600 Capitol Way North, Olympia, WA 98501-1091
Archived documents do not reflect current WDFW regulations or policy and may contain factual inaccuracies.
February 27, 1998
Contact: Chuck Bolland, (360) 902-2255
Fishing closures to protect spring chinook
OLYMPIA -- The Washington Department of Fish and Wildlife (WDFW) has
enacted the following emergency sport fishing regulations to protect the low number of
spring chinook returning to the Columbia, Cowlitz, Kalama, and Lewis rivers:
- Cowlitz River - Closes to salmon fishing March 1 from the mouth upstream
to the barrier dam. The area will remain closed until further notice. In
addition, the south side of the river from the barrier dam downstream to Mill
Creek will be closed to all game fish angling April 1 - June 15. Only 1,500
spring chinook are expected to return to the Cowlitz, and 1,700 fish are
needed to spawn.
- Kalama River - Closes March 1 to salmon fishing from the mouth upstream
to Kalama Falls Hatchery and will remain closed until further notice. The
hatchery needs 400 spring chinook but only 500 are expected in this year's
run. Approximately 250 will spawn in the river.
WDFW will continue to monitor spring chinook runs and make further emergency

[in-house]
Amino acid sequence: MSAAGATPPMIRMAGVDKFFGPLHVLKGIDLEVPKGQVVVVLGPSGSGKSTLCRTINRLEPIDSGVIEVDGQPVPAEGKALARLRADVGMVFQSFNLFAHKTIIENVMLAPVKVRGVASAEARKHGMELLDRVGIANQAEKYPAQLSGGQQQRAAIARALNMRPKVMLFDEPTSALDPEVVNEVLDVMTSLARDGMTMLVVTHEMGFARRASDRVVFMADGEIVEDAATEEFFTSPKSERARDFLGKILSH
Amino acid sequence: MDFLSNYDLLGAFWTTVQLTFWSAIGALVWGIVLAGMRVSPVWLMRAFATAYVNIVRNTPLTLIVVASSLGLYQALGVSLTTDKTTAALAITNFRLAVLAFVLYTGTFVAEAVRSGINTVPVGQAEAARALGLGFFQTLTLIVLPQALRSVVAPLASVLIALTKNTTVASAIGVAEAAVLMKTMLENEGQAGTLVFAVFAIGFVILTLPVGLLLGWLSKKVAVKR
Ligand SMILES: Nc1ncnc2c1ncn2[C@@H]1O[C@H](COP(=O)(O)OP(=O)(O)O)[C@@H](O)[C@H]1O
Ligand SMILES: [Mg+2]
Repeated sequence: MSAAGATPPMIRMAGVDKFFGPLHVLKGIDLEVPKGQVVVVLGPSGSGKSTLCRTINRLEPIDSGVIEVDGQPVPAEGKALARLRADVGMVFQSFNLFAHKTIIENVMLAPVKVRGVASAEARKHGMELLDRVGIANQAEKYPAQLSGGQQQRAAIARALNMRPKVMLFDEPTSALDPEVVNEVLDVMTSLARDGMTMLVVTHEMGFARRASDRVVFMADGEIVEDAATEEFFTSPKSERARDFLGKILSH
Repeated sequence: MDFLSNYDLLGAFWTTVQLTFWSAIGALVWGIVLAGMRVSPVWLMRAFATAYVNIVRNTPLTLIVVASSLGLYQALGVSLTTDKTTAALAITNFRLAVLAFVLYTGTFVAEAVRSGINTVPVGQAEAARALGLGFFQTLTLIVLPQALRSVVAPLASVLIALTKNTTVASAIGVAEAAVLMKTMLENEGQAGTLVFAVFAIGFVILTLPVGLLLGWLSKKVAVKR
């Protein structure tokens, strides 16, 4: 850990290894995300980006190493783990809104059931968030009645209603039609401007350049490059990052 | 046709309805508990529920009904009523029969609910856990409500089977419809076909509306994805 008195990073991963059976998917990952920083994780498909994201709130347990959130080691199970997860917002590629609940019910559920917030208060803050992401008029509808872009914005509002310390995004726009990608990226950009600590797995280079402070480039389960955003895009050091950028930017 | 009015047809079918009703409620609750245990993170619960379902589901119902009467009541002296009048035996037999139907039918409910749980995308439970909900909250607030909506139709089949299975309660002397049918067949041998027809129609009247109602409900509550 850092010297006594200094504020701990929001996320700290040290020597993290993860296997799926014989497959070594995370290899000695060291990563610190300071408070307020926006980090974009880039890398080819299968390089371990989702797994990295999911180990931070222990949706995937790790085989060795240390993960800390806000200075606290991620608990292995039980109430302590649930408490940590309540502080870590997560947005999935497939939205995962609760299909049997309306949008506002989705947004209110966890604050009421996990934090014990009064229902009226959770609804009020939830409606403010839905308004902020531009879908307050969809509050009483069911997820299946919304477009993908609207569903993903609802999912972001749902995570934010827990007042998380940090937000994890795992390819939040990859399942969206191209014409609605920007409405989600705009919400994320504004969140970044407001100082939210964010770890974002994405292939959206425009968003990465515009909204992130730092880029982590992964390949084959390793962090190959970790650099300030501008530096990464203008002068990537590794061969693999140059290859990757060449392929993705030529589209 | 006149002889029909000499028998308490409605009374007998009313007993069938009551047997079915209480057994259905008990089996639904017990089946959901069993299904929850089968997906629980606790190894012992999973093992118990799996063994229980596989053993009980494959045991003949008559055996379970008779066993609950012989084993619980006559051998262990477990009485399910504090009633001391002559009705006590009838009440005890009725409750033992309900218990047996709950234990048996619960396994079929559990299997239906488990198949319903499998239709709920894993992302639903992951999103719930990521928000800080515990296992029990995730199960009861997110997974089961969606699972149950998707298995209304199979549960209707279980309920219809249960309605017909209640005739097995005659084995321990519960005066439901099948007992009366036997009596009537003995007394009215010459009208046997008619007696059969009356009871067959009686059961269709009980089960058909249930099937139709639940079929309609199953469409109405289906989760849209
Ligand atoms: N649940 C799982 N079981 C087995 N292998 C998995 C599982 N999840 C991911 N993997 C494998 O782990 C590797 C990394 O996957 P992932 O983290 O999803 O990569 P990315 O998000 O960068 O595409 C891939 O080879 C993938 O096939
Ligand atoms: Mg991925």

adjustments as needed.
At a recent meeting of WDFW and the Oregon Department of Fish and Wildlife,
emergency regulations to protect the low numbers of Columbia River spring chinook
also were adopted. The Columbia River from its mouth upstream to the Interstate-5
bridge will close to salmon fishing March 11. At the same time, steelhead and shad
fishing will close in the Columbia from the mouth upstream to Bonneville Dam.
- Lewis River (including north fork) - Closes March 1 to salmon fishing from
the mouth upstream to Merwin Dam and will remain closed until further
notice. In addition, the north fork Lewis River from Johnson Creek (located
downstream from the salmon hatchery) upstream to Colvin Creek (located
upstream from the salmon hatchery) will close to all game fish angling April
1 - June 15. Only 900 spring chinook are expected to enter the river.
WDFW fish biologists say it takes as many as 1,600 fish to meet the
hatchery spawning goal of 700 fish.